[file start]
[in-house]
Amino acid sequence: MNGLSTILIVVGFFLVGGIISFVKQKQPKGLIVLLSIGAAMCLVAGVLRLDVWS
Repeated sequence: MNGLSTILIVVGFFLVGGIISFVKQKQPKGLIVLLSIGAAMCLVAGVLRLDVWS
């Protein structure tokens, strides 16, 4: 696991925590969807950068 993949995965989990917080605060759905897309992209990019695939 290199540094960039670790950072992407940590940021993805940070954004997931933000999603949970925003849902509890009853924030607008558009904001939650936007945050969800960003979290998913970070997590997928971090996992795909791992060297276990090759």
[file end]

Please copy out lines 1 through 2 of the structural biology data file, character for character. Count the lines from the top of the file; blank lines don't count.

[in-house]
Amino acid sequence: MNGLSTILIVVGFFLVGGIISFVKQKQPKGLIVLLSIGAAMCLVAGVLRLDVWS